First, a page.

Fishing at trout parks not washed out by flooding

News from the region
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JEFFERSON CITY, Mo. – What doesn't happen rarely makes headlines, but in regards to how flooding has affected fishing at Missouri's trout parks this summer, no news is big news.

Roaring River State Park in Barry County is the latest site where flooding failed to curtail trout production of the Missouri Department of Conservation (MDC) hatchery at the area. This seems hard to believe in light of a July 7 deluge so severe that pictures and video of how it swamped the park made national media outlets. However, "not a single fish lost from the hatchery" was Roaring River Hatchery Manager Paul Spurgeon's damage report. After two days of park closure, people were at stream-side on July 9, reeling in rainbow trout from the site's well-known waters.

Similar stories of trout fishing non-disruption occurred in earlier weeks when flooding hit Maramec Spring Park in Phelps County, Bennett Spring State Park on the Laclede-Dallas County line and Montauk State Park in Dent County.

"We are able to keep things running smoothly because of the diligent work that our staff provides by constantly monitoring changing conditions at the hatchery," said Bennett Spring Assistant Hatchery Manager Mike Perry. Though Perry was speaking about Bennett Spring Hatchery, his words apply to all MDC trout-rearing facilities. The ways each hatchery handled their high-water events are great testimonials to the effectiveness of MDC's trout hatcheries' flood-response procedures.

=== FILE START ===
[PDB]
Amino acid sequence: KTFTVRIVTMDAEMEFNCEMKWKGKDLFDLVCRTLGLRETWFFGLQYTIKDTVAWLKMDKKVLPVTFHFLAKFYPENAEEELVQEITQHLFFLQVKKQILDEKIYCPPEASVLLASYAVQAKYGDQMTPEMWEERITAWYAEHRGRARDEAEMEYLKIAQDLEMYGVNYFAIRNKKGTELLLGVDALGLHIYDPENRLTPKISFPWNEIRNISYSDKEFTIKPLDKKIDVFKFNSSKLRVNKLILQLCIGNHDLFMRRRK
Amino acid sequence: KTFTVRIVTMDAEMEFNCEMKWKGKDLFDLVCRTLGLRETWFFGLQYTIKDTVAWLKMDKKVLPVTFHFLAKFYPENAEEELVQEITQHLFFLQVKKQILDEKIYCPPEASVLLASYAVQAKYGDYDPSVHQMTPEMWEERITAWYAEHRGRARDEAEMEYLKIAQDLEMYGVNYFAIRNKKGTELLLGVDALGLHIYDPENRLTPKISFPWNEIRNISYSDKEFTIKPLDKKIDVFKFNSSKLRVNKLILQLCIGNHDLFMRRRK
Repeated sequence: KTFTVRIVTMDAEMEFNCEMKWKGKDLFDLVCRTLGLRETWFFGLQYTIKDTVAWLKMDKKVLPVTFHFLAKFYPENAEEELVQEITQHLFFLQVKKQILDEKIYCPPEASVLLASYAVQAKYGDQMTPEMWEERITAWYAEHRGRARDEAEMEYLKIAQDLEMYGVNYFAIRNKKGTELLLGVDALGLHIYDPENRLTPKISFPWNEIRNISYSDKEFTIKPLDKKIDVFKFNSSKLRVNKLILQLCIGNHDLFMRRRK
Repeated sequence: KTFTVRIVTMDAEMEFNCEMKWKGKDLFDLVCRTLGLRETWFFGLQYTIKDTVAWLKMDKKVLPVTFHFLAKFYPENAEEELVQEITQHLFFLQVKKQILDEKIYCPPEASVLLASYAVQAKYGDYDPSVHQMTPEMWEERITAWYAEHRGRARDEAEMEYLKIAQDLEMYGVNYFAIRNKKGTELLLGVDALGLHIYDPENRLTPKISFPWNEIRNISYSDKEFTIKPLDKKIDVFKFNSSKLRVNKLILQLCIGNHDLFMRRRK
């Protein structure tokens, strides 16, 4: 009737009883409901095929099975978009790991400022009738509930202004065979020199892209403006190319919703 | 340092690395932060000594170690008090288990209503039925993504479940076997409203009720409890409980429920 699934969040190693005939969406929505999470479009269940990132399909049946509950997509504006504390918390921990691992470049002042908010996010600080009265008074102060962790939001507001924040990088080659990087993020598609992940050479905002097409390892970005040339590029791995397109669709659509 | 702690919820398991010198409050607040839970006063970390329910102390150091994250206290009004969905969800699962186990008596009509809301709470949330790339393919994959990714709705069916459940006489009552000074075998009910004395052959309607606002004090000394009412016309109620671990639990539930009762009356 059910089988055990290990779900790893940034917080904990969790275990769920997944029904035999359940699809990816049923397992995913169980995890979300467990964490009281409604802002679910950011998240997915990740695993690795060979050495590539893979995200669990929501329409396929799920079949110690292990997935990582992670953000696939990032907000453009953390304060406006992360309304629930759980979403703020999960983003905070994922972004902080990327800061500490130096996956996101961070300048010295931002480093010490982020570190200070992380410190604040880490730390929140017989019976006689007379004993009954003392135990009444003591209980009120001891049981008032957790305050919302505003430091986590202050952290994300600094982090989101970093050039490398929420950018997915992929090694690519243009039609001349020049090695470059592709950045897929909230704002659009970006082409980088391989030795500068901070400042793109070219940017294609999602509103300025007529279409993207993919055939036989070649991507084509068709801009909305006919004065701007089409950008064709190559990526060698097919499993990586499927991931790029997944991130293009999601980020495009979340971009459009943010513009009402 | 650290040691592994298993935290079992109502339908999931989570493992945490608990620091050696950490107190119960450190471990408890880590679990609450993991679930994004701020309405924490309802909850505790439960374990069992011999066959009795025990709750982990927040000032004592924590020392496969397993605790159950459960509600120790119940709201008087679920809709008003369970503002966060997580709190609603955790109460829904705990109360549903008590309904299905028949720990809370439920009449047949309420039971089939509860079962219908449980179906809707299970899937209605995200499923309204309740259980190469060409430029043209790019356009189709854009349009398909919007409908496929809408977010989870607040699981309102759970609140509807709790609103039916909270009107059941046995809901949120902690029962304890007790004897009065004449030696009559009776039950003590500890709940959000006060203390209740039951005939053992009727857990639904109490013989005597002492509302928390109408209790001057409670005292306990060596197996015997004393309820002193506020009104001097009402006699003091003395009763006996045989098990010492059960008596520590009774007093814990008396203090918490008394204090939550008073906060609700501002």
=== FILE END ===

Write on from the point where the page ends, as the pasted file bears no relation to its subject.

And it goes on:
Roaring River State Park: Heavy rains on the morning of July 7 caused Roaring River to rise four feet in 10 minutes. More rain followed, which made a bad situation worse for the 314,000 trout at the hatchery. A series of flood gates regulates the spring's flow into the hatchery's pools. The flow into these pools must remain constant to ensure trout survival. During the period when the flood-swollen spring was gushing forth more than 100 million gallons per day (normal flow is 20 million gallons daily), this was a challenge. Other concerns were keeping oxygen levels constant and preventing silt and mud from washing into pools and raceways.

"In an event of this magnitude, our staff is here until things stabilize," Spurgeon said. "Some got temporarily stranded here as roads and bridges got washed out. Lots of long hours are put in and staff stays wet and muddy pretty much the whole time. Plus, some of the things our staff must do can be dangerous."

Spurgeon said many of the trout that had already been released in the stream fared better than people might think.

"Trout tend to hunker on the bottom when they can and many will stay in the stream, though they do get moved around a bit by the swift water" Spurgeon said. "A lot of the fish that were already in the stream got washed out into the surrounding areas and got stuck there. Our crews collected fish from these flooded areas and released them back into the stream."

While MDC hatchery staff were tending to trout, MDC heavy equipment operators were pulling debris out of the stream and clearing it away from banks and bridges, filling washouts along the stream and repairing roads During the week, MDC crews moved 1,400 tons of rock and gravel and hauled away more than 20 loads of debris.